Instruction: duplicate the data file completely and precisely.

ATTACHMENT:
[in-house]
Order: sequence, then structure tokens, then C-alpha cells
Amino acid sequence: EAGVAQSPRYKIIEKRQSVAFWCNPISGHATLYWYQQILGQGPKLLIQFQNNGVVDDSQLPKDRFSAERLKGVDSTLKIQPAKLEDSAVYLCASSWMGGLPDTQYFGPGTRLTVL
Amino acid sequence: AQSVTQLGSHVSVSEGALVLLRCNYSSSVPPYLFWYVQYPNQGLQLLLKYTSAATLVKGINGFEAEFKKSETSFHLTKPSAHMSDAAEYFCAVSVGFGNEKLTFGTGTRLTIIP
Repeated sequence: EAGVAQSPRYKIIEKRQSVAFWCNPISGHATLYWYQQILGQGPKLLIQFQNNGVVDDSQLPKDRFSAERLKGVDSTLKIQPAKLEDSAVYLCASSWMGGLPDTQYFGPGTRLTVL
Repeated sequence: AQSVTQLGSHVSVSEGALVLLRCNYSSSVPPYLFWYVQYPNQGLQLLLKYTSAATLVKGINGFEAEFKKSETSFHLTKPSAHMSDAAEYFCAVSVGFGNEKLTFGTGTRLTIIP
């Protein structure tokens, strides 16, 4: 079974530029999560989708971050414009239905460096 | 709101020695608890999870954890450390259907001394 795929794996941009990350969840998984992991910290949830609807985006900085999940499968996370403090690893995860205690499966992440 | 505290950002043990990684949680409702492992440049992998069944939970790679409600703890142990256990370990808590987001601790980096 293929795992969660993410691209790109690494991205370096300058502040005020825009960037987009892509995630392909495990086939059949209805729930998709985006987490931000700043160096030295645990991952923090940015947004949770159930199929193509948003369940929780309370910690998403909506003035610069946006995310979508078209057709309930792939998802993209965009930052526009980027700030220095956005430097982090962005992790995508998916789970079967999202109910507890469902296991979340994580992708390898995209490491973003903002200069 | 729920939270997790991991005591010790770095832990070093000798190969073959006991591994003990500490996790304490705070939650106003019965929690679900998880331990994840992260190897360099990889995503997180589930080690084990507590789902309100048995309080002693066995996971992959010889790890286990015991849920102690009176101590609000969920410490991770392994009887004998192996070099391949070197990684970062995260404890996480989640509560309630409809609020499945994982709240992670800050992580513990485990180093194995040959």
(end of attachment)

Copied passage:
[in-house]
Order: sequence, then structure tokens, then C-alpha cells
Amino acid sequence: EAGVAQSPRYKIIEKRQSVAFWCNPISGHATLYWYQQILGQGPKLLIQFQNNGVVDDSQLPKDRFSAERLKGVDSTLKIQPAKLEDSAVYLCASSWMGGLPDTQYFGPGTRLTVL
Amino acid sequence: AQSVTQLGSHVSVSEGALVLLRCNYSSSVPPYLFWYVQYPNQGLQLLLKYTSAATLVKGINGFEAEFKKSETSFHLTKPSAHMSDAAEYFCAVSVGFGNEKLTFGTGTRLTIIP
Repeated sequence: EAGVAQSPRYKIIEKRQSVAFWCNPISGHATLYWYQQILGQGPKLLIQFQNNGVVDDSQLPKDRFSAERLKGVDSTLKIQPAKLEDSAVYLCASSWMGGLPDTQYFGPGTRLTVL
Repeated sequence: AQSVTQLGSHVSVSEGALVLLRCNYSSSVPPYLFWYVQYPNQGLQLLLKYTSAATLVKGINGFEAEFKKSETSFHLTKPSAHMSDAAEYFCAVSVGFGNEKLTFGTGTRLTIIP
């Protein structure tokens, strides 16, 4: 079974530029999560989708971050414009239905460096 | 709101020695608890999870954890450390259907001394 795929794996941009990350969840998984992991910290949830609807985006900085999940499968996370403090690893995860205690499966992440 | 505290950002043990990684949680409702492992440049992998069944939970790679409600703890142990256990370990808590987001601790980096 293929795992969660993410691209790109690494991205370096300058502040005020825009960037987009892509995630392909495990086939059949209805729930998709985006987490931000700043160096030295645990991952923090940015947004949770159930199929193509948003369940929780309370910690998403909506003035610069946006995310979508078209057709309930792939998802993209965009930052526009980027700030220095956005430097982090962005992790995508998916789970079967999202109910507890469902296991979340994580992708390898995209490491973003903002200069 | 729920939270997790991991005591010790770095832990070093000798190969073959006991591994003990500490996790304490705070939650106003019965929690679900998880331990994840992260190897360099990889995503997180589930080690084990507590789902309100048995309080002693066995996971992959010889790890286990015991849920102690009176101590609000969920410490991770392994009887004998192996070099391949070197990684970062995260404890996480989640509560309630409809609020499945994982709240992670800050992580513990485990180093194995040959």